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Brooklyn Law School honors former Dean Nick Allard with portrait-hanging ceremony

June 7, 2019 By Rob Abruzzese
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The Brooklyn Law School (BLS) Board of Trustees honored former President and Dean Nicholas Allard with a portrait-hanging ceremony at the law school in Downtown Brooklyn on Wednesday.

“Clearly Nick, with the support of our faculty and staff, has moved our school forward to the benefit of the students and the profession,” said Stuart Subotnick, chairperson of the Board of Trustees. “Because of his efforts, we have developed a reputation as an innovative leader in legal education, producing young lawyers who are not only well-educated, but eager to learn and contribute to the profession.”

Allard, who graduated as a Rhodes Scholar from Oxford University and Yale Law School, served as the BLS dean from July 2012 to June 2018, and its president from July 2014 to June 2018.

Interim Dean Maryellen Fullerton and incoming Dean Michael Cahill unveil the portrait of Allard.

Nearly 100 of the school’s faculty, alumni and staff packed into the Subotnick Center on Wednesday night for the ceremony. There was a brief introduction by Subotnick, followed by the portrait unveiling by interim Dean Maryellen Fullerton and incoming Dean Michael Cahill, who takes over in July.

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In his introduction of Allard, Subotnick talked about how a trip to a drive-in movie theater to see Gregory Peck star in “To Kill a Mockingbird” inspired Allard to go to law school. Subotnick then credited Allard with improving the school’s faculty, its career clinics and programs, its flexible juris doctorate programs, its connections with the community including the District Attorney’s Office and the Brooklyn Bar Association, and its alumni participation, all while keeping it competitive financially.

Subotnick also announced that the school will create the Nicholas W. Allard Chair in Global Legal Studies in recognition of Allard’s legacy of global engagement.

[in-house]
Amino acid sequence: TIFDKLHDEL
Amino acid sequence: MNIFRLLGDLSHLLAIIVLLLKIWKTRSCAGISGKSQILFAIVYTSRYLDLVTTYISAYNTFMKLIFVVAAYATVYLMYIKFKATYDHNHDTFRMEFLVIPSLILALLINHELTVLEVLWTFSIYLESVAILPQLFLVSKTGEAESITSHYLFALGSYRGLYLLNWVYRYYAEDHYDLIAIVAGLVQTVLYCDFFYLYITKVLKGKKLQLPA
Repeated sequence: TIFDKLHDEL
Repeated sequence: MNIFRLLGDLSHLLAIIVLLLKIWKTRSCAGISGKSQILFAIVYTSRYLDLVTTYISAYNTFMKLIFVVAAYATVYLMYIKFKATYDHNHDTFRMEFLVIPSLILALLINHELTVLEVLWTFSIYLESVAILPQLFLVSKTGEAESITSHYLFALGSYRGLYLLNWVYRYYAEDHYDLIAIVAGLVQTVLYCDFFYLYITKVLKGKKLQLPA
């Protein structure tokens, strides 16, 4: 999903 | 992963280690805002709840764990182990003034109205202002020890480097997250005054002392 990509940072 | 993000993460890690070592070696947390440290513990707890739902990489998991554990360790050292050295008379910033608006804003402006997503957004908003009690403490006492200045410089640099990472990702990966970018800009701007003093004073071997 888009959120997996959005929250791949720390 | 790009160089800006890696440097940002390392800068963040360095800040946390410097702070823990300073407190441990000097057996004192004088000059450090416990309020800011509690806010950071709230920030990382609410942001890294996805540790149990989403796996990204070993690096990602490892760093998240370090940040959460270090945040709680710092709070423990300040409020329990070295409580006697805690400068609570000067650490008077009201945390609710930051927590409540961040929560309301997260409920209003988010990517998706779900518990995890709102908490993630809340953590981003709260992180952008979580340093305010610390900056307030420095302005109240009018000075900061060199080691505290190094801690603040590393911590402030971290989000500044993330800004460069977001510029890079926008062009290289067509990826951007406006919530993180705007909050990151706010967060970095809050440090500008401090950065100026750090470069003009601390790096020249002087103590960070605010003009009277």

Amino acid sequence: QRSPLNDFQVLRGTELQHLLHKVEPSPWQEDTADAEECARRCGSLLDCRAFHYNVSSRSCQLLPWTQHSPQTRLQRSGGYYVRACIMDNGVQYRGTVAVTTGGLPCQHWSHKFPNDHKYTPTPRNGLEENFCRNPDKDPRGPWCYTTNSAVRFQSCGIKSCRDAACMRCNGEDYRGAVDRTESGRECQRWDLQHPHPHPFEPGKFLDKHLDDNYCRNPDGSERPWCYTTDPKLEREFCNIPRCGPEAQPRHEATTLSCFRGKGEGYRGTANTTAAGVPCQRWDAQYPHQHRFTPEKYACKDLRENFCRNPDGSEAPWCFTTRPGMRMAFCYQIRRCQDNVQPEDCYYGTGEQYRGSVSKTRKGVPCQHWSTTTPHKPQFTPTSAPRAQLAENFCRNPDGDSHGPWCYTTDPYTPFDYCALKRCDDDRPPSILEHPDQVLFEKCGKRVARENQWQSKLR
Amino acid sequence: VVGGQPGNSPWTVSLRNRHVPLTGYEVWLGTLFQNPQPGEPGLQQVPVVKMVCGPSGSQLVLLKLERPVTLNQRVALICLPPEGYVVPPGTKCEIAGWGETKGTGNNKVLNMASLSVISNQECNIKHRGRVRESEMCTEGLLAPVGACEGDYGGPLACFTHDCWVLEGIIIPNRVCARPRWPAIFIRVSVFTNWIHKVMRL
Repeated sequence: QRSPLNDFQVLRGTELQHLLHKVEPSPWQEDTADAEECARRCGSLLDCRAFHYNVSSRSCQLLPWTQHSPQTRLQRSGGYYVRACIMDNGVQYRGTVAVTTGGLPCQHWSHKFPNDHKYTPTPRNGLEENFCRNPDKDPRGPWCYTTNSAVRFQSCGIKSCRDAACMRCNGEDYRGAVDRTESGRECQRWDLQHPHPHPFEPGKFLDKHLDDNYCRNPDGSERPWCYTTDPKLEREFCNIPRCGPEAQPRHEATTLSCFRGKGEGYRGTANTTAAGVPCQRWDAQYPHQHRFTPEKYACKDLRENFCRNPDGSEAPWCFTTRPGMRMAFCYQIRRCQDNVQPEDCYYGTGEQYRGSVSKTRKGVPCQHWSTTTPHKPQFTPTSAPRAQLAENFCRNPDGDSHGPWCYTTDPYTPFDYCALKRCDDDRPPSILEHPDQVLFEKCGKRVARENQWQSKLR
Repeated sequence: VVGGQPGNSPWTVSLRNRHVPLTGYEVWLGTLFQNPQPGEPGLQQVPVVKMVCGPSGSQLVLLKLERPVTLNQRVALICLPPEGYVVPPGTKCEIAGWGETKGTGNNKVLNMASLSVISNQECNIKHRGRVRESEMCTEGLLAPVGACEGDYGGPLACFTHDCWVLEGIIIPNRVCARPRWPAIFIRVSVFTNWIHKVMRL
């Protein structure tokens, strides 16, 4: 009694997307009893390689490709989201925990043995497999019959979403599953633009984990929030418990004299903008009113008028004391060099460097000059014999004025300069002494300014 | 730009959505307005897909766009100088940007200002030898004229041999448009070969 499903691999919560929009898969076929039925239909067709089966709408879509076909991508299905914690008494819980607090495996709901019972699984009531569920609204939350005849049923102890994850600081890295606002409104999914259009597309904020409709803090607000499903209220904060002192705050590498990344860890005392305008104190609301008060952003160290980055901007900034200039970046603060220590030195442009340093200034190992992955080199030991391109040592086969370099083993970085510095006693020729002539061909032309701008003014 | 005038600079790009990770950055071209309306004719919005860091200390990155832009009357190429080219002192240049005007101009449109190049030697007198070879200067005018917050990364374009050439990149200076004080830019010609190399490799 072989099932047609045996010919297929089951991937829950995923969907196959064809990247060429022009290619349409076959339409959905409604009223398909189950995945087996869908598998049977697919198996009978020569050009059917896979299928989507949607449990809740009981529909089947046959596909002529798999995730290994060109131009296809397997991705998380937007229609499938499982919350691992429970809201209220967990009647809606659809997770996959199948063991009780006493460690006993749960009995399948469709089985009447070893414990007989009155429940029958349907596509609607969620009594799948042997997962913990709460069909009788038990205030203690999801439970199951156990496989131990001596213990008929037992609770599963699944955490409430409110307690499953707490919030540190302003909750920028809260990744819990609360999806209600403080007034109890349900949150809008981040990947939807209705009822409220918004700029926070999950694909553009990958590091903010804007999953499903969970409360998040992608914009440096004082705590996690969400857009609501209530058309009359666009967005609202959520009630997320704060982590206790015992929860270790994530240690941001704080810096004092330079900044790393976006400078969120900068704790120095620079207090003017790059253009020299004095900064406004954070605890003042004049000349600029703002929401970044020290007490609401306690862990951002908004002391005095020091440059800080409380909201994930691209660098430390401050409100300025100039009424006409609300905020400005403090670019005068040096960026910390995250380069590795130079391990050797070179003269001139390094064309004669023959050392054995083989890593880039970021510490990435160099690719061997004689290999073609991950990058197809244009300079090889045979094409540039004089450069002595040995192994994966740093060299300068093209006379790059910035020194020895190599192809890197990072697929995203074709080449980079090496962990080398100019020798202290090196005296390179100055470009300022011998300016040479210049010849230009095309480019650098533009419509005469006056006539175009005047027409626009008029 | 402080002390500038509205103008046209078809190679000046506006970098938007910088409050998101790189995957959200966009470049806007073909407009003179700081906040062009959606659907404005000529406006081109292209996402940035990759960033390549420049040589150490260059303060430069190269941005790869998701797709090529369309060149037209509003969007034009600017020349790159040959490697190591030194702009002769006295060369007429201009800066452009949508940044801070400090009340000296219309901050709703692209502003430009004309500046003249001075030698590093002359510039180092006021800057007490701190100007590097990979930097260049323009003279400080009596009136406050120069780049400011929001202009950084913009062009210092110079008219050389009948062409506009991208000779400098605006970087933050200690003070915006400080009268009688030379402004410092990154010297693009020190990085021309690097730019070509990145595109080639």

Stuart Subotnick, chairperson of the board of Brooklyn Law School, presided over the ceremony and introduced Allard.

“Although we have been around for just shy of 120 years, Nick is only our eighth dean,” Subotnick said. “He is in an exclusive class of legal education leaders. We were fortunate to have him and I’m happy to dedicate this portrait, although I have to see what it looks like first, to our gallery of excellence.”

After the portrait was unveiled, Allard was immediately thrilled with it, even if he joked that the skinny person in the portrait looked more like how he looked in junior high school than he does today.

“It’s almost impossible to tell you what I hope you know and what I feel, which is how much I love Brooklyn Law School,” Allard said. “When I say I love Brooklyn Law School, I don’t mean the buildings. It’s the people, the community. I can’t begin, and I won’t even try, to put that in words.”

The last three deans of Brooklyn Law School and the one who will take over next month (pictured from left): Nicholas Allard, Michael Gerber, Maryellen Fullerton and Michael Cahill.

Allard then shared the story of Roman Galper, a recent BLS graduate who now works with the Brooklyn DA’s Office, and how he felt the school changed his life and helped him reach his goals.

“Every single person in this room has had a hand in helping people attain their dreams and in many instances without even knowing, appreciating it or being thankful,” Allard said. “With the deepest respect, I am so appreciative of the privilege of being with you.”

Allard then talked about the challenges the school faces, and noted that if it wants to remain excellent, it must be able to adapt and remain innovative, even if that means stumbling occasionally.

From left: Marla Allard, Anita Bernstein, Nick Allard, Steve Cohn, Michael Cahill and Hon. Andrew Napolitano.

“The trick is to work collaboratively based on evidence on what to continue that is good and how to strengthen and improve what can be better,” Allard said. “That is not easy and requires fortitude and courage not to bail out on new ventures. If you like things the way they are, things are going to have to change.”

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